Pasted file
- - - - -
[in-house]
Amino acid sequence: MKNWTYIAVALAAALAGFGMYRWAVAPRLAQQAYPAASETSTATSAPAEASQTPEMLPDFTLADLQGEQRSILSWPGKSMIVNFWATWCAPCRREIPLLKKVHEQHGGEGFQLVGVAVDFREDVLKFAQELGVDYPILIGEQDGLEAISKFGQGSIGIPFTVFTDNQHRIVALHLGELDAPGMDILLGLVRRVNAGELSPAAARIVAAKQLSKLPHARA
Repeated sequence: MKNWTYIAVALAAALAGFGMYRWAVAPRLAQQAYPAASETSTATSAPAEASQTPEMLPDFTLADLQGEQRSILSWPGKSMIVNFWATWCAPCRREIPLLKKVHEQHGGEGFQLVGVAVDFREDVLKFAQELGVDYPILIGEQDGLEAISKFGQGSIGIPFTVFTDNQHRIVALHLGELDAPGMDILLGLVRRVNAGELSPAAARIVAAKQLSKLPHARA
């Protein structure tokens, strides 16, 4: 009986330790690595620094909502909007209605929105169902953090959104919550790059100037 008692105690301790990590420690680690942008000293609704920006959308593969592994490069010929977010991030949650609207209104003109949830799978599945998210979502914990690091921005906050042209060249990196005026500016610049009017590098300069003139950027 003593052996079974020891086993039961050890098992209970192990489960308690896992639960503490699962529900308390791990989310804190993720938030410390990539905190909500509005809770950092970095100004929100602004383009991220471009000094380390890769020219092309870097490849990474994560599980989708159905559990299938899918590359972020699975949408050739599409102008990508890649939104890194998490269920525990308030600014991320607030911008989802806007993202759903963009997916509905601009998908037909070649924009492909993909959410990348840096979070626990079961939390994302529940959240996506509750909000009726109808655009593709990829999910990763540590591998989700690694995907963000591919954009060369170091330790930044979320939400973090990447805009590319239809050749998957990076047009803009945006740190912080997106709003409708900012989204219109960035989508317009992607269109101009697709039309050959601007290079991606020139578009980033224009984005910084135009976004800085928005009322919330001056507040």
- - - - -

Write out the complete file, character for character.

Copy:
[in-house]
Amino acid sequence: MKNWTYIAVALAAALAGFGMYRWAVAPRLAQQAYPAASETSTATSAPAEASQTPEMLPDFTLADLQGEQRSILSWPGKSMIVNFWATWCAPCRREIPLLKKVHEQHGGEGFQLVGVAVDFREDVLKFAQELGVDYPILIGEQDGLEAISKFGQGSIGIPFTVFTDNQHRIVALHLGELDAPGMDILLGLVRRVNAGELSPAAARIVAAKQLSKLPHARA
Repeated sequence: MKNWTYIAVALAAALAGFGMYRWAVAPRLAQQAYPAASETSTATSAPAEASQTPEMLPDFTLADLQGEQRSILSWPGKSMIVNFWATWCAPCRREIPLLKKVHEQHGGEGFQLVGVAVDFREDVLKFAQELGVDYPILIGEQDGLEAISKFGQGSIGIPFTVFTDNQHRIVALHLGELDAPGMDILLGLVRRVNAGELSPAAARIVAAKQLSKLPHARA
């Protein structure tokens, strides 16, 4: 009986330790690595620094909502909007209605929105169902953090959104919550790059100037 008692105690301790990590420690680690942008000293609704920006959308593969592994490069010929977010991030949650609207209104003109949830799978599945998210979502914990690091921005906050042209060249990196005026500016610049009017590098300069003139950027 003593052996079974020891086993039961050890098992209970192990489960308690896992639960503490699962529900308390791990989310804190993720938030410390990539905190909500509005809770950092970095100004929100602004383009991220471009000094380390890769020219092309870097490849990474994560599980989708159905559990299938899918590359972020699975949408050739599409102008990508890649939104890194998490269920525990308030600014991320607030911008989802806007993202759903963009997916509905601009998908037909070649924009492909993909959410990348840096979070626990079961939390994302529940959240996506509750909000009726109808655009593709990829999910990763540590591998989700690694995907963000591919954009060369170091330790930044979320939400973090990447805009590319239809050749998957990076047009803009945006740190912080997106709003409708900012989204219109960035989508317009992607269109101009697709039309050959601007290079991606020139578009980033224009984005910084135009976004800085928005009322919330001056507040």